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Theory Of Relativity's effect on light

  1. May 17, 2012 #1
    Hi, I'm actually really glad to be submitting my own post on PF, and I have always been wondering about how the theory of relativity affects how light travels through time.

    If you look at a person, you will see that the faster they move through space, the slower they move through time (At an exponential rate probably, because you can never reach the speed of light), and as they slow down, their their time rate catches up to static objects. This could probably be shown on a graph.

    Well, if that is true, then what about light? I am pretty sure that light has some sort of mass because it can't escape a black hole because of a large black hole's escape velocity, so I would like to know if it is proven if or if not it affects light.

    When on Earth, light is travelling just under c because it is not in a vacuum, so I wonder why light does not seem distorted for us, since if an object travels at close to the speed of light, we would not see it as it really is.
    And some might probably say that it does not look very much distorted because when we look at normal things, the time it takes for its light reflection to get to us is so little.

    Now, think of the light from the sun that goes to Earth. It is travelling for approximately 8 minutes AT the speed of light for most of the time, since space is a vacuum. I wonder if the affect from the theory of relativity would be really extreme, or if it would stay the same.

    Another way to look at this is how we measure the speed of light. We have a definition for the speed of light, and if light were to travel at extremely close to c, not at it, then it would seem for us that it took a longer time to reach us than it really did. Wouldn't we then not have the correct calculations for the speed of light because of that, if my questions answer is yes?

    Thank you for reading, and I'm sorry for making it a bit too long, I just wanted to get all of my thoughts out straight for you guys to see if there are any definitions, opinions, or other people thinking about it as well.
  2. jcsd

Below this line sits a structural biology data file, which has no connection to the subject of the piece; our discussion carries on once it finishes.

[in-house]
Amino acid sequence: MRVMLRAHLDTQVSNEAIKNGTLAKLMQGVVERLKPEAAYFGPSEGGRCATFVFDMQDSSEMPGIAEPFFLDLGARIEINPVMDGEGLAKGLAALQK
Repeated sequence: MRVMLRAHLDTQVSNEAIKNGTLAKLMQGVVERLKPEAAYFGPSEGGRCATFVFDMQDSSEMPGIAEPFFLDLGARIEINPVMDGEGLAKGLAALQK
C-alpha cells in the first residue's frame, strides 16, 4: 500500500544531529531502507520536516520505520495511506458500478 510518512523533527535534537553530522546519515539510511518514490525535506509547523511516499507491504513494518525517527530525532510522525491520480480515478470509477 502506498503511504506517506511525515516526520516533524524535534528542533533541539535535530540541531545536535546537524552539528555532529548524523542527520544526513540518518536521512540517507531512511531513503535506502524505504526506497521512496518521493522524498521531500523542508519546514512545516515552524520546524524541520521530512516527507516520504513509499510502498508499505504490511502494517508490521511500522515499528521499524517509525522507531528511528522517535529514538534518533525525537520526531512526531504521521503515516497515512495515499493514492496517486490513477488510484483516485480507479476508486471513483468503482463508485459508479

3. May 17, 2012 #2
    I think all of your problems are coming from one thing which I think you haven't realized you are doing wrong, light can't travel slower than c. c is defined as the speed of light, and one of the two postulates of relativity is that no matter what, light always travels at c. When in materials, light can seem to travel slower than c, but truthfully thats a bulk effect causes by interferences and at no point is light actually traveling less than c.

    Does that clear up your questions?
  4. May 17, 2012 #3
    yes, I understand what you mean by that. Now, I heard that if you have a graph, and you show a point not moving through space, with space being Y and Time being X, your X, and in this case, rate of X will decrease. So, technically, if you are moving through space at the speed of light, then you are not moving through time. So why is light not distorted?
  5. May 17, 2012 #4
    Oh, wait, I think I've got it.
    Maybe if you shot a beam of light with a picture in it, the picture would stay the same as it was when it started travelling from the point of where it was shot from, so the frame stays constant? Though, When if an object was at the speed of light exactly, its time would slow down to 0, and that would mean that it takes us an infinite amount of time to see it, if we are static.
  6. May 17, 2012 #5
    It seems like you are interested in this topic, but are lacking some fundamental concepts that are pretty easy to understand, so before trying to answer you questions I would recommend reading this: http://en.wikipedia.org/wiki/Introduction_to_special_relativity

    If you still have questions after reading that (or another basic introduction to SR), definitely come back and ask them!
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